Sunday, May 20, 2007

A Place in the Choir

Updates on the main hen house (actually written yesterday, but not published due to operator error):

Apparently the coyote-proofing I did is working (Praise be to God! With fingers crossed, knocking on wood). The count remains at 20 hens and 1 rooster--about half the number I had a couple months ago.

What I did first was tie a big snarl of mesh fencing on top of the post the coyote perched on, so that it wouldn't be a nice easy platform from which to leap into the pen. Not to cause injury to the coyote, but to cause discomfort and just plain make it difficult for him. I also made a small pen of 6' tall chain link panels around the door of the hen house, and lock everyone in there at night. When I have a bit more time, I'm hoping to extend it a bit and move their water tank into it.

I should mention the water tank. It's a hog watering tank, holding perhaps 60 gallons of water, with a low "drink cup" cut into the side that is supplied by the water in the main tank. The water in the drink cup can't get back into the main tank, so the ducks and geese can get the drink cup muddy and the main water supply is still clear. It sits outside the pen fence, so the poultry reach through the fence to swimming! The main tank can be used by sheep outside the poultry pen. In winter, a tank heater and some insulation on top and over the drink cup at night keep it thawed. All in all, a worthwhile innovation I learned from a neighbor who raises sheep and chickens. When I hauled all the rusted-out traditional chicken waterers to the metal recycler the other day, I realized that the expensive hog tank has actually cost less than the total of all the chicken waterers that would have been worn out...and there's a lot of life left in the hog tank if I'm careful to keep it from freezing in the winter. Plus, it has saved me untold hours of work, wet feet, and strained back carrying small waterers.

A real bonus is I never have to worry about the poultry running out of water on a hot day. I just top up the tank weekly or so. A further refinement will be when I move it next to the hen house, and can rig a gutter along the roof to feed rainwater directly into the tank (instead of the rainwater filtering down through the ground and being pumped up again by my household pump and fed through a pressure tank and filters and valves and pipes.) It will also be in a location where it can be shared by 2 separate groups of sheep then, doing triple duty. Unless demand from the sheep is high, or we have a bad drought, I'll rarely have to drag the hose over there. Dragging hoses is one of the few things I really dislike doing around here.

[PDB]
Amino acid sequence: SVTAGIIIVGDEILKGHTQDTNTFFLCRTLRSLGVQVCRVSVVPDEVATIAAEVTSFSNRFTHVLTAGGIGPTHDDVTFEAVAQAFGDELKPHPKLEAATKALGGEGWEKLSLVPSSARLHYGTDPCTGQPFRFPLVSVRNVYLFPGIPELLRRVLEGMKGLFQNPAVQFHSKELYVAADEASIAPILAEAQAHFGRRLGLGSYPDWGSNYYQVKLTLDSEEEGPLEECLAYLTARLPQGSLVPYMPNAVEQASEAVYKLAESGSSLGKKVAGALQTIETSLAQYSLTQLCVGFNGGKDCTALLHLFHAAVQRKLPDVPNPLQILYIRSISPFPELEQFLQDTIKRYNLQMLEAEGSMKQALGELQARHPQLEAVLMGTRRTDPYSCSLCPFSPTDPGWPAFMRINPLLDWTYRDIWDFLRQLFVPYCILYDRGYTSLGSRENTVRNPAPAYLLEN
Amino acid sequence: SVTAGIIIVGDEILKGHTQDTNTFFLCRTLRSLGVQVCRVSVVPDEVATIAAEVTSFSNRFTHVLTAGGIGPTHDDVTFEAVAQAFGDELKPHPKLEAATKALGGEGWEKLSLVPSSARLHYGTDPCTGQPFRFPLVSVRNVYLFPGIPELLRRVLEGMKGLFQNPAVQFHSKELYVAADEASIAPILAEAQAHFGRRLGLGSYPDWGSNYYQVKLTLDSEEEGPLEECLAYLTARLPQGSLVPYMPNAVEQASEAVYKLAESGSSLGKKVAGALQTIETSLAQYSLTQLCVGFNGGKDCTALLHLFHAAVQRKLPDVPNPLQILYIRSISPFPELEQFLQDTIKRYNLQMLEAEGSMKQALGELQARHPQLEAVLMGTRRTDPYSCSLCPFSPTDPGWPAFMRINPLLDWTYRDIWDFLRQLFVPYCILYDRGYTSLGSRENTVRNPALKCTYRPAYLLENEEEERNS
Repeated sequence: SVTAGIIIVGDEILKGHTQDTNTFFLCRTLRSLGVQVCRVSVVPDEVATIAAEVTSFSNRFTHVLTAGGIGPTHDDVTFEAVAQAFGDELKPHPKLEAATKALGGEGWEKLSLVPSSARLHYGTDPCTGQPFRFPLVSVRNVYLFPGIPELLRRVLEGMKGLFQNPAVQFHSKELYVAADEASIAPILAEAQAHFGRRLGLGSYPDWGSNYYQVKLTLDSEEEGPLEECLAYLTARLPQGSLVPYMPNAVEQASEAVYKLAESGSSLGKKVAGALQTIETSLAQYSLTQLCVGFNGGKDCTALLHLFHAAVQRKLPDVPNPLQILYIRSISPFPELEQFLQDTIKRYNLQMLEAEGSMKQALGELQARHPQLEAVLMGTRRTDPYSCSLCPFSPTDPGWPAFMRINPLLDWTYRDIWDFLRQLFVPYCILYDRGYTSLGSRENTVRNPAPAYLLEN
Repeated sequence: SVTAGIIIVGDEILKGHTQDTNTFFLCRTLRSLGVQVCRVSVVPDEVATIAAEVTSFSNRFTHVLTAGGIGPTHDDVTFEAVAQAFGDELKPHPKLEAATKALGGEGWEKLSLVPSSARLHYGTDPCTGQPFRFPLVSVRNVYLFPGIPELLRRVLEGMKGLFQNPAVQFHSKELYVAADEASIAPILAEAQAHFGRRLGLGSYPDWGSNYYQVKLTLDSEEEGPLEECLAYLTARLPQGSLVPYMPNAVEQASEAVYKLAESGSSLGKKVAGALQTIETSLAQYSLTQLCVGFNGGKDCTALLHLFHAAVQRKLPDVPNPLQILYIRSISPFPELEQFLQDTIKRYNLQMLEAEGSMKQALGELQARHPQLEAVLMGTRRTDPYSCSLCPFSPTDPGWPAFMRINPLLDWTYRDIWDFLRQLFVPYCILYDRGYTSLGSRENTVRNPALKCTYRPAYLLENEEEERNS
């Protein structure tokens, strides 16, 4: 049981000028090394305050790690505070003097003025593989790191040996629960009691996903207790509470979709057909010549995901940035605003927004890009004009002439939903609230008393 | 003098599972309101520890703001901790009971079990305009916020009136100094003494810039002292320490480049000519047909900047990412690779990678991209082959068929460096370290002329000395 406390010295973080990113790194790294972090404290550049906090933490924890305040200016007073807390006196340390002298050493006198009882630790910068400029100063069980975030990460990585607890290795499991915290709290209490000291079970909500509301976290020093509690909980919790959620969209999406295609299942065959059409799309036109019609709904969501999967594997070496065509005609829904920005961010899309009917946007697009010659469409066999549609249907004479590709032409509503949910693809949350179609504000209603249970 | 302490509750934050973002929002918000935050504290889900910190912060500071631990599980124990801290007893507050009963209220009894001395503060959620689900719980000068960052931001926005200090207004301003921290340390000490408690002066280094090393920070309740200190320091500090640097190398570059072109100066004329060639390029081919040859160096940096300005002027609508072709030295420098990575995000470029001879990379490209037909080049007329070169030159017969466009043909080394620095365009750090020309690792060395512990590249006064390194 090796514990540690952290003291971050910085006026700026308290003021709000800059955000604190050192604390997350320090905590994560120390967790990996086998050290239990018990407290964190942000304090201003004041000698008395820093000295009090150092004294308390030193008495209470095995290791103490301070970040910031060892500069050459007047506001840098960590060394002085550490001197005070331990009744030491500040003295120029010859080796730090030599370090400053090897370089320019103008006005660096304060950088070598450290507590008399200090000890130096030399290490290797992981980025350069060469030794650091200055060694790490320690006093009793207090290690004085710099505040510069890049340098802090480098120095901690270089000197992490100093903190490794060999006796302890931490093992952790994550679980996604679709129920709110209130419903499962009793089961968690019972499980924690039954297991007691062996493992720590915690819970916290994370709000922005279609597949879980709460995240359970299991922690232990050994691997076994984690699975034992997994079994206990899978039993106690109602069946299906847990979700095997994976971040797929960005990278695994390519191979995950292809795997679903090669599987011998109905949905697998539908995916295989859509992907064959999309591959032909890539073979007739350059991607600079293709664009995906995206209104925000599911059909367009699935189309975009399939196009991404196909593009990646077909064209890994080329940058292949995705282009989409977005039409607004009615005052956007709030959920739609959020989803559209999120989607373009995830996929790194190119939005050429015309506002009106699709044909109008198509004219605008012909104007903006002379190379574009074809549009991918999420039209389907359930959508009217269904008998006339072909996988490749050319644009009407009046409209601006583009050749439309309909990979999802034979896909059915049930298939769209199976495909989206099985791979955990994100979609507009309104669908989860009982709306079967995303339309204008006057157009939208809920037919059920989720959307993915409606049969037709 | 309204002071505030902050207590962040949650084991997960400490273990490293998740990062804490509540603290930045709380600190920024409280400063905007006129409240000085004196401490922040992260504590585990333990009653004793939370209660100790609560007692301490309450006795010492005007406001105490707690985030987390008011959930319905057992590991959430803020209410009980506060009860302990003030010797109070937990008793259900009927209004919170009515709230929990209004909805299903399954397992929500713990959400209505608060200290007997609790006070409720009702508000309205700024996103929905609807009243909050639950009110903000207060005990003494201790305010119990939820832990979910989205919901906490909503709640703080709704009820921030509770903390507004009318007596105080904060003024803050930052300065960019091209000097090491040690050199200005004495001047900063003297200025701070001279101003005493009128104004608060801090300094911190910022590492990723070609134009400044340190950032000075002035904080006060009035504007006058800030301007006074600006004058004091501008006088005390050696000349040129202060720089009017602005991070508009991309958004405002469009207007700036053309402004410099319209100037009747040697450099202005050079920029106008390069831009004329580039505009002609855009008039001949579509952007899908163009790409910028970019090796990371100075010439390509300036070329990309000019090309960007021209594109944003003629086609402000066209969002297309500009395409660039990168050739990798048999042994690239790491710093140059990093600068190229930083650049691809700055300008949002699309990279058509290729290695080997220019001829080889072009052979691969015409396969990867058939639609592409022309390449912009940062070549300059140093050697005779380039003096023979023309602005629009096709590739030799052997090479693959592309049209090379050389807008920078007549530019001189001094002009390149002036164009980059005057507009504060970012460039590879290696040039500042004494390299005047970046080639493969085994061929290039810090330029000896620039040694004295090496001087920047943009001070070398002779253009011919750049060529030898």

Out of 20 hens, I really expect more than 2 eggs a day! But that was today's gather from the hen house (the pullets in the brooder house are yielding much more). When I checked everyone between Farmer's Market this morning and driving the bus this afternoon, I picked up what eggs were there in the top row of nests. Then visually checked the row lower. Sections of snakeback festooned several of the open-back nests...Perhaps the same snake as before, but it looked significantly thicker. I saw the snake a few days ago coiled in a corner of the hen house.

I feel frustrated because customers want all the eggs my hens can produce, and that's what pays the feed bills (and will pay for replacement hens eventually). But I admire and respect the snakes and coyotes, too. They have a natural beauty, grace, and self-confidence that fascinates me. And I know they are eating mice as well as eggs. So I guess I am just a part of the ecosystem here, feeding the chickens so the snake and the coyote can eat, too, and so we're not overrun with mice.

There is something humbling and at the same time comforting about realizing I'm just another critter at the "predator" level of the food chain. A sense of belonging, I suppose. I could shoot the coyote, I could kill the snake, but then I would not belong to this farm--the community of life here--in the same intimate fashion. I would be an outsider, a conquistador imposing my values on the natives and plundering their gold.

Instead, I feel like a peer--a colleague--of these elegant hunters. We work together, in an odd sense, to keep a subtle, ever-shifting balance in the poultry and rodent populations of the farm...a balance far more important than the checking account's.